For more information and where to apply, please see the attached flier:
ALC Climate Adaptation Internship 2017-18

ALC Hosts Participatory Action Research (PAR) Workshop at UVM

The Agroecology and Livelihoods Collaborative (ALC) hosted a full day workshop on Participatory Action Research (PAR) at UVM, on September 29. The workshop included lectures, case study presentations and participant exercises to better understand what PAR is and how to do it. The workshop was organized in collaboration with the Economics for the Anthropocene (E4A) program, a collaborative initiative among UVM, York University and McGill University (both in Canada). The event received support from the Department of Plant and Soil Science, Food Systems graduate program, and the Department of Biology at UVM. What a great and inspiring day! As one of the Canadian participants put it: “I wish I had taken this workshop on my first year of the PhD.”

New Book Review of Agroecology Text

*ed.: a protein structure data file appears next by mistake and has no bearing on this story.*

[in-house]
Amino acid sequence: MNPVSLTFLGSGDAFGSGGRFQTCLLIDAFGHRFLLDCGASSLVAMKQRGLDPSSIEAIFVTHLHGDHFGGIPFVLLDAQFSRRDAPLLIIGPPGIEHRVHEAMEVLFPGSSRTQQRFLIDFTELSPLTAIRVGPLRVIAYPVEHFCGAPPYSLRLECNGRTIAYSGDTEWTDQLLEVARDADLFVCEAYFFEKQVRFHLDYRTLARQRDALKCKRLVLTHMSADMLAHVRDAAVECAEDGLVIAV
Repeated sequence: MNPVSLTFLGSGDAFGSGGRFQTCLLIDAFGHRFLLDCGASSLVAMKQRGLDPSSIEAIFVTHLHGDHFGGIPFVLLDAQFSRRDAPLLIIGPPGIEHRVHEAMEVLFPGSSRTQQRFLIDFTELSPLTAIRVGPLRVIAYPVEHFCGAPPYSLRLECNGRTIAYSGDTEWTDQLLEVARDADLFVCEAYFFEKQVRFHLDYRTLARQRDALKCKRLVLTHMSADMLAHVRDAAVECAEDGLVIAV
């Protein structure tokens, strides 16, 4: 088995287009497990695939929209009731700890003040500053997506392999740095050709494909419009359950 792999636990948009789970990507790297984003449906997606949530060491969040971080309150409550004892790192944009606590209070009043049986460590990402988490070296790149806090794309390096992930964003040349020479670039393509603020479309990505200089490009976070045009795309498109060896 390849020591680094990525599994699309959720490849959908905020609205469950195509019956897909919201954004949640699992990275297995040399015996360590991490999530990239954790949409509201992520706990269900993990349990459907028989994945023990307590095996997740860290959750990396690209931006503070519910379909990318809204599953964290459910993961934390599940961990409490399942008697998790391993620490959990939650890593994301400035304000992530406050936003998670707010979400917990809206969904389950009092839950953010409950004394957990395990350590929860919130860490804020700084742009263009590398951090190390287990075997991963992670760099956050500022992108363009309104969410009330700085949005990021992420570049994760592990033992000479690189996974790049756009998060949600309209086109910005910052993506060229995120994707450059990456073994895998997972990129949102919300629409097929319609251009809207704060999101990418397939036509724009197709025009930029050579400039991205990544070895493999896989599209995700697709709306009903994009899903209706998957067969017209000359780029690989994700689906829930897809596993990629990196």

Check out Molly D. Anderson’s book review below of, Agroecology: A Transdisciplinary, Participatory and Action-Oriented Approach. Anderson writes,

This book assembles contributions from some of the most outspoken and articulate academic advocates, practitioners, and analysts of agroecology (and most authors work across these realms). Many of them have worked together and mentored or influenced each other, so they share a common perspective on agroecology despite different disciplinary lenses. Individual chapters are consistently accessible and well-documented, and refer the reader to previous writing by these authors. Having chapters from this stellar group guarantees a strong and authoritative book on current thinking about agroecology and the development of the field. As a whole, this book might be seen as a field guide to agroecology 2016, i.e., a place where readers can discover the themes and topics that academics who identify with agroecology are/were thinking about at this point in time and how they construe its history (2017, August 04).

Follow the link to read the whole review.